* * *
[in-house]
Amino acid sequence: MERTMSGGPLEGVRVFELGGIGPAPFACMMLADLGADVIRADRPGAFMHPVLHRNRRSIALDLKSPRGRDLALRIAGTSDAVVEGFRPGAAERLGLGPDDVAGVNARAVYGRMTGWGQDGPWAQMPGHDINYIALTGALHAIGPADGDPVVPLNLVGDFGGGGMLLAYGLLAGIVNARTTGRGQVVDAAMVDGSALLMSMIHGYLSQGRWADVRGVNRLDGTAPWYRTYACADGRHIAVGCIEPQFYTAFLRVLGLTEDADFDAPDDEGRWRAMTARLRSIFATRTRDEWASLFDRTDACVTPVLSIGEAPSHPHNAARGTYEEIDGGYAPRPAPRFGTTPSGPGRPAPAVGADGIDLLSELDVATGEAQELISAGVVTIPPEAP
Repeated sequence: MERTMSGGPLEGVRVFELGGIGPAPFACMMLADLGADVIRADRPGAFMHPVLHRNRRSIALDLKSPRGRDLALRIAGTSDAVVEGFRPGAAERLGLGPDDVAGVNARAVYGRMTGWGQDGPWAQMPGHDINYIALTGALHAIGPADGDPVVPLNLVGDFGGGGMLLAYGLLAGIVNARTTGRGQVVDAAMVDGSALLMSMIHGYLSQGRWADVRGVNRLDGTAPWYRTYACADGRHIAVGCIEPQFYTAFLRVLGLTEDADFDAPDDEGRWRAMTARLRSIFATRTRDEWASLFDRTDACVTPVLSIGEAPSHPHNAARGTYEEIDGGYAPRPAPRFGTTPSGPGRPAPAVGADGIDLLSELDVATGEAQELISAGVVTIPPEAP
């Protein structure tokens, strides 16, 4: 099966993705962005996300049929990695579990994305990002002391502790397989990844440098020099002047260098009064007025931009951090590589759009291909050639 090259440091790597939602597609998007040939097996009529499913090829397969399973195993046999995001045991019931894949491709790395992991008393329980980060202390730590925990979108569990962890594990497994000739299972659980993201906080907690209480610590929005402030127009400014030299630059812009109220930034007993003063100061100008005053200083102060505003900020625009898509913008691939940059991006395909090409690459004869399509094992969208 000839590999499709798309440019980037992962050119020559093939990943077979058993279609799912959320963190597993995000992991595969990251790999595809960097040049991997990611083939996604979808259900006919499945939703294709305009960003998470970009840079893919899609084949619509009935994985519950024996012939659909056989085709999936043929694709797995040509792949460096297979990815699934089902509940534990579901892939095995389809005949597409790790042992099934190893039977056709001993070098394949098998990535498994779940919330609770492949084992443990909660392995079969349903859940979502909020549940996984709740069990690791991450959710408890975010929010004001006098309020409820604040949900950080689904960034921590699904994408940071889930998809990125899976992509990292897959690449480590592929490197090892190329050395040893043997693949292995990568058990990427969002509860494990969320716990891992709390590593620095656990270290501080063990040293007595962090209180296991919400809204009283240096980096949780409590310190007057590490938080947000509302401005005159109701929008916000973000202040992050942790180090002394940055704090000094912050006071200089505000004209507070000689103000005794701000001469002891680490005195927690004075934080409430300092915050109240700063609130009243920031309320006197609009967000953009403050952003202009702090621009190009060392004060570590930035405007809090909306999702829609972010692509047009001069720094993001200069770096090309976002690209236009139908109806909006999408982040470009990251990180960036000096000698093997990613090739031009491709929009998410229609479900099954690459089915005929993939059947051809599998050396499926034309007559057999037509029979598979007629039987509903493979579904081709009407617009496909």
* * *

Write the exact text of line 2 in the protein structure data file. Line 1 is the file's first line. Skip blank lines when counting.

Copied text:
Amino acid sequence: MERTMSGGPLEGVRVFELGGIGPAPFACMMLADLGADVIRADRPGAFMHPVLHRNRRSIALDLKSPRGRDLALRIAGTSDAVVEGFRPGAAERLGLGPDDVAGVNARAVYGRMTGWGQDGPWAQMPGHDINYIALTGALHAIGPADGDPVVPLNLVGDFGGGGMLLAYGLLAGIVNARTTGRGQVVDAAMVDGSALLMSMIHGYLSQGRWADVRGVNRLDGTAPWYRTYACADGRHIAVGCIEPQFYTAFLRVLGLTEDADFDAPDDEGRWRAMTARLRSIFATRTRDEWASLFDRTDACVTPVLSIGEAPSHPHNAARGTYEEIDGGYAPRPAPRFGTTPSGPGRPAPAVGADGIDLLSELDVATGEAQELISAGVVTIPPEAP